Chronology (cf. detailed portrait) Friedrich Dürrenmatt: His Life and Oeuvre

Schematischer Plan von Konolfingen mit literarischen Motiven und Stoffen, um 1960
Schematischer Plan von Konolfingen mit literarischen Motiven und Stoffen, um 1960
1921 January 5th: birth of Friedrich Dürrenmatt in Konolfingen (canton of Berne, Emmental region). Son of a minister.
1935 The family moves to Berne.
1937 Bicycle trip to Munich. In Munich, FD discovers Expressionist art at the «degenerate» art exhibition presented at the Hofgarten.
1941 Baccalaureate. Begins studies in literature in Berne. First literary essays. In parallel, FD draws and paints.
1942/43 Pursues studies in Zurich for two semesters. Keeps company with the painter Walter Jonas's circle, thanks to which he discovers modern literature (a.o. Kafka).
1943-46 Pursues studies, mainly in philosophy, in Berne. Deeply marked by Kant and Kierkegaard.
1946 Cuts his studies short, and decides to become a writer. Marries the actress Lotti Geissler. Moves to Basel.
1947 A first play - As It Is Written - is produced at Zurich's Schauspielhaus and provokes a scandal, earning him the recognition and friendship of Max Frisch. Birth of his son Peter.
1948/49 Moves to Ligerz, on the Lake of Bienne. FD burns his unfinished Tower of Babel play and, within weeks, writes the entire script of the play Romulus the Great. Birth of his daughter Barbara.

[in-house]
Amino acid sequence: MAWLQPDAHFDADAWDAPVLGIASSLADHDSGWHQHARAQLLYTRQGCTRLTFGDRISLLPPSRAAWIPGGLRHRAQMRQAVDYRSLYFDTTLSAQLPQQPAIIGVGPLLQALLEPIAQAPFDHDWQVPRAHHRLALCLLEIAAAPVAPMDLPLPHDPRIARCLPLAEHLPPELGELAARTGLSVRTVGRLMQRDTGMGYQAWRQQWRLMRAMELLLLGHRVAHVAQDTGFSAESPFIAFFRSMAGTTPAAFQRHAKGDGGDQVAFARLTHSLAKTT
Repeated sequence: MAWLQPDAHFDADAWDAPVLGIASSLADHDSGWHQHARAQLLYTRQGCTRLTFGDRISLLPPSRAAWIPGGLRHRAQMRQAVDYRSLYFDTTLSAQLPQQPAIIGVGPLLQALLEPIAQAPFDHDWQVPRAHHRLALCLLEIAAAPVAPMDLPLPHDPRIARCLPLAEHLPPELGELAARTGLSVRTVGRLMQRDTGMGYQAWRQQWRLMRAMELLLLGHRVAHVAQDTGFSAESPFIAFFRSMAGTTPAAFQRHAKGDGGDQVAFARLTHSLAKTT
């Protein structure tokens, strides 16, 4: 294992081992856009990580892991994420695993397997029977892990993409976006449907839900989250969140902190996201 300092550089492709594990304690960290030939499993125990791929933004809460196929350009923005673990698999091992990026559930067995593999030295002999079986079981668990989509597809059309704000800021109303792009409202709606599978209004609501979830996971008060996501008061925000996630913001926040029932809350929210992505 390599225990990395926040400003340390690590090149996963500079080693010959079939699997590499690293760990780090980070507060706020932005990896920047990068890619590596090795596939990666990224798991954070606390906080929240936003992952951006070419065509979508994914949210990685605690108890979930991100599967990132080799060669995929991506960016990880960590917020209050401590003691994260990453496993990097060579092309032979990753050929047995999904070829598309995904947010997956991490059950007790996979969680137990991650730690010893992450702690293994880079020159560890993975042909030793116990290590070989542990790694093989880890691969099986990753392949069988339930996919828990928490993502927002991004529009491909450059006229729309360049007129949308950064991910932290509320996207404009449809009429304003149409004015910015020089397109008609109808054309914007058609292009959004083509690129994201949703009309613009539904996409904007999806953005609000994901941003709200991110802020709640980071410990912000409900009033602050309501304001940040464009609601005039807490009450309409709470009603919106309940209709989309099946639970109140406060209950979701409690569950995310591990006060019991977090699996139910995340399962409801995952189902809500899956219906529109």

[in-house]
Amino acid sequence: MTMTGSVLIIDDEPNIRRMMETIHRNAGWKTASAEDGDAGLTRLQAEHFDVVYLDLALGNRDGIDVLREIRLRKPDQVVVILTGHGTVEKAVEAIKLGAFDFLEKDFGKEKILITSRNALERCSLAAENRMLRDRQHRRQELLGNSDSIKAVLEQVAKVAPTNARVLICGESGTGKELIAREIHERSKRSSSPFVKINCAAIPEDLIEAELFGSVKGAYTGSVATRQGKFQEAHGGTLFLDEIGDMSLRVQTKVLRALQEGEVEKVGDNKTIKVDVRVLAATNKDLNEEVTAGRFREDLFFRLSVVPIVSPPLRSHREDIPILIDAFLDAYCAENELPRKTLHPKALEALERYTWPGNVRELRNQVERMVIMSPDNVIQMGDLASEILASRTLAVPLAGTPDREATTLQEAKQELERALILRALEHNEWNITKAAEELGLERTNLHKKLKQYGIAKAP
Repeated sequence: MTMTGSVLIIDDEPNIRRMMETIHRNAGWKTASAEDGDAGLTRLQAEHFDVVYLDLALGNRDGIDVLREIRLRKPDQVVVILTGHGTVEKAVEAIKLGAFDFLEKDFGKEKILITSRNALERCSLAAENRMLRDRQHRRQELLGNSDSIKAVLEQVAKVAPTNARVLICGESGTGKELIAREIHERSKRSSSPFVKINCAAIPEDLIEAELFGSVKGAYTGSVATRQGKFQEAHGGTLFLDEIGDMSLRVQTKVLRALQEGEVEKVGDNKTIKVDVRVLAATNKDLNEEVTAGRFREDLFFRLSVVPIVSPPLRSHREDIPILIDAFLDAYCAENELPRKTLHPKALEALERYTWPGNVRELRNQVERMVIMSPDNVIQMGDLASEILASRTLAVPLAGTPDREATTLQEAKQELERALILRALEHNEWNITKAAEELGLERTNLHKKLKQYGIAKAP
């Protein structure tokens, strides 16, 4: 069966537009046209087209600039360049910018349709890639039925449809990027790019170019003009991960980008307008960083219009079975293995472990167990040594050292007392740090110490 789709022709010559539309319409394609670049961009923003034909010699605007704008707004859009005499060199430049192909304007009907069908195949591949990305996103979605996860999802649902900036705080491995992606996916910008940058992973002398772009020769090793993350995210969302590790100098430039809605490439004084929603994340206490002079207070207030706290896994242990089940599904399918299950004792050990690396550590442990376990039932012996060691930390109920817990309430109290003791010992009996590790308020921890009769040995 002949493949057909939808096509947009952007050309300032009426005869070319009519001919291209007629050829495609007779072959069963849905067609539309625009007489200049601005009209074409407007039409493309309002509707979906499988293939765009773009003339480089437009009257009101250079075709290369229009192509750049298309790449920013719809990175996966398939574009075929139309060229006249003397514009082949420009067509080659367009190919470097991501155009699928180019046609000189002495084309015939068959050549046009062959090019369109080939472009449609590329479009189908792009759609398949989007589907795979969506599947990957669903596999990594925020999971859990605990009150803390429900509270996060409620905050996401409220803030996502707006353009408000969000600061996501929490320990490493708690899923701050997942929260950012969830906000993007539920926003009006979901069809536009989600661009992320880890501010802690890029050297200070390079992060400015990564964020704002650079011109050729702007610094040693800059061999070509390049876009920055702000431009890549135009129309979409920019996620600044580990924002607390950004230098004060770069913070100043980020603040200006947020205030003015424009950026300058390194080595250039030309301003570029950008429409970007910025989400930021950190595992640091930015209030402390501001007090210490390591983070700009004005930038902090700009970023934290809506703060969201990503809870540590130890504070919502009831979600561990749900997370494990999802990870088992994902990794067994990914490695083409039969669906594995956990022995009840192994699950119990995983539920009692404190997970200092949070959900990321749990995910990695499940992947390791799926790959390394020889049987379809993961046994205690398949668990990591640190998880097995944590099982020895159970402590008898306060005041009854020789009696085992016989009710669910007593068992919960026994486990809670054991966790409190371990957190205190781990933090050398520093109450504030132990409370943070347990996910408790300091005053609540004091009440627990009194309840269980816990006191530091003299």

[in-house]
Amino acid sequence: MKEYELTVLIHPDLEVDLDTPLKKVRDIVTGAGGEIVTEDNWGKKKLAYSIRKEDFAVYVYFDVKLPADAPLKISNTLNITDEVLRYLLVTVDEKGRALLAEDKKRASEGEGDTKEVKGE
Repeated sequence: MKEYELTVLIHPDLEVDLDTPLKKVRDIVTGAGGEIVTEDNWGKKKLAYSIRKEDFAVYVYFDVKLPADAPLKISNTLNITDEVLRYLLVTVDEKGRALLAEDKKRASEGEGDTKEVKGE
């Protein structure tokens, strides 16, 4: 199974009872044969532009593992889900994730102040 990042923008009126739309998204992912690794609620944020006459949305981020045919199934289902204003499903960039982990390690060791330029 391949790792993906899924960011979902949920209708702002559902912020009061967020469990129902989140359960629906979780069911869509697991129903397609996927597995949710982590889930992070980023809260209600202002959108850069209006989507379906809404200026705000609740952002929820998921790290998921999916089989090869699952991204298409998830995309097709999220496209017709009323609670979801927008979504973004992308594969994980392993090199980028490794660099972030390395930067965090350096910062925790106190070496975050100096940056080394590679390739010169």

1951/52 Birth of his daughter Ruth. The detective stories that FD writes for the magazine Der Schweizerische Beobachter (The Judge and His Hangman / Suspicion), and his radio plays for German-language radio represent his main source of income during the first half of the 1950s.

Settles in Neuchâtel. Acquires the house at the Pertuis-du-Sault address, today's Centre Dürrenmatt. The Marriage of Mr. Mississippi is produced at the Munich Kammerspiele, spreading FD's renown to Germany. The subject of his unfinished The Tower of Babel is transformed into the play An Angel Comes to Babylon (premiered in 1953), inspiring the his first Tower of Babel drawing.

1956 The Visit is produced at Zurich's Schauspielhaus, earning the playwright international acclaim: the play would go on to be staged, amongst others, in New York (Broadway) under the direction of Peter Brook in 1958, and in Milan under the direction of Giorgio Strehler in 1960.
1957/58 Screenplay for It Happened in Broad Daylight (on a theme he would develop in his novel The Pledge).
1959 Staging of Frank the Fifth. Works on The Execution of Justice for a film adaptation.
1962 Staging of The Physicists. FD has become the contemporary playwright the most staged in German-language theatres.
1963 His play Hercules and the Augean Stables is poorly received, inspiring FD to draw a series of caricatures of critics, which would remain one of his favourite themes henceforth.
1966 Staging of The Meteor. Revisions on Frank the Fifth, inspiring the painting Letzte Generalversammlung der Eidgenössischen Bankanstalt  (the federal banking establishment's last general assembly)
1968/69 Co-directs the Basel Theatre with Werner Düggelin. Dramatic adaptations of Shakespeare and Strindberg.